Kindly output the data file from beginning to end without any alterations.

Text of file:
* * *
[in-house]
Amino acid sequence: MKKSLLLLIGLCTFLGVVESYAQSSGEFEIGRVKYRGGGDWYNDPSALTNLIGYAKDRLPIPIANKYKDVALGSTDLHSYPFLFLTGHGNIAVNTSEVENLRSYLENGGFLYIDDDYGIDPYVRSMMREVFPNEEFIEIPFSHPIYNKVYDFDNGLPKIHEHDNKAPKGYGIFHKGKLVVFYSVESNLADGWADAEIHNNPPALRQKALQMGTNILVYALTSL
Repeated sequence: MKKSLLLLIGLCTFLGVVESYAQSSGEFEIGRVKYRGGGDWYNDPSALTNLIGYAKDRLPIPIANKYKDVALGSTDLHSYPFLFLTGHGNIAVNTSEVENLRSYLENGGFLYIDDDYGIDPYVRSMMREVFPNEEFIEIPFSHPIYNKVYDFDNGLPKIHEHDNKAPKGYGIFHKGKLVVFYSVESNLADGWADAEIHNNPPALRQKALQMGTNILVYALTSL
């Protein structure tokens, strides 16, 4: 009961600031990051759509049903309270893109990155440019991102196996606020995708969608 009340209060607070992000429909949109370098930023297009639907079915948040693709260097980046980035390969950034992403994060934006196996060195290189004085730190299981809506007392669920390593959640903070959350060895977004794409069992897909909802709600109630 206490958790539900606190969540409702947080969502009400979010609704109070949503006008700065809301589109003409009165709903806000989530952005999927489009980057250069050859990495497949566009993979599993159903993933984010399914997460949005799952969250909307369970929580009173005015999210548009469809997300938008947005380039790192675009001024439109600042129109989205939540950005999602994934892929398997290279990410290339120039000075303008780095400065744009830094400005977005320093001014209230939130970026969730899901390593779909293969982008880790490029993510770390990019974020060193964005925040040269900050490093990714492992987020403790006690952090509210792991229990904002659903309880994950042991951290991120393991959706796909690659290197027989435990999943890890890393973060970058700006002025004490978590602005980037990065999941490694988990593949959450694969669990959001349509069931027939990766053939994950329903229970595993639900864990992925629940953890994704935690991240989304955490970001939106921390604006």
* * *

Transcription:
[in-house]
Amino acid sequence: MKKSLLLLIGLCTFLGVVESYAQSSGEFEIGRVKYRGGGDWYNDPSALTNLIGYAKDRLPIPIANKYKDVALGSTDLHSYPFLFLTGHGNIAVNTSEVENLRSYLENGGFLYIDDDYGIDPYVRSMMREVFPNEEFIEIPFSHPIYNKVYDFDNGLPKIHEHDNKAPKGYGIFHKGKLVVFYSVESNLADGWADAEIHNNPPALRQKALQMGTNILVYALTSL
Repeated sequence: MKKSLLLLIGLCTFLGVVESYAQSSGEFEIGRVKYRGGGDWYNDPSALTNLIGYAKDRLPIPIANKYKDVALGSTDLHSYPFLFLTGHGNIAVNTSEVENLRSYLENGGFLYIDDDYGIDPYVRSMMREVFPNEEFIEIPFSHPIYNKVYDFDNGLPKIHEHDNKAPKGYGIFHKGKLVVFYSVESNLADGWADAEIHNNPPALRQKALQMGTNILVYALTSL
């Protein structure tokens, strides 16, 4: 009961600031990051759509049903309270893109990155440019991102196996606020995708969608 009340209060607070992000429909949109370098930023297009639907079915948040693709260097980046980035390969950034992403994060934006196996060195290189004085730190299981809506007392669920390593959640903070959350060895977004794409069992897909909802709600109630 206490958790539900606190969540409702947080969502009400979010609704109070949503006008700065809301589109003409009165709903806000989530952005999927489009980057250069050859990495497949566009993979599993159903993933984010399914997460949005799952969250909307369970929580009173005015999210548009469809997300938008947005380039790192675009001024439109600042129109989205939540950005999602994934892929398997290279990410290339120039000075303008780095400065744009830094400005977005320093001014209230939130970026969730899901390593779909293969982008880790490029993510770390990019974020060193964005925040040269900050490093990714492992987020403790006690952090509210792991229990904002659903309880994950042991951290991120393991959706796909690659290197027989435990999943890890890393973060970058700006002025004490978590602005980037990065999941490694988990593949959450694969669990959001349509069931027939990766053939994950329903229970595993639900864990992925629940953890994704935690991240989304955490970001939106921390604006």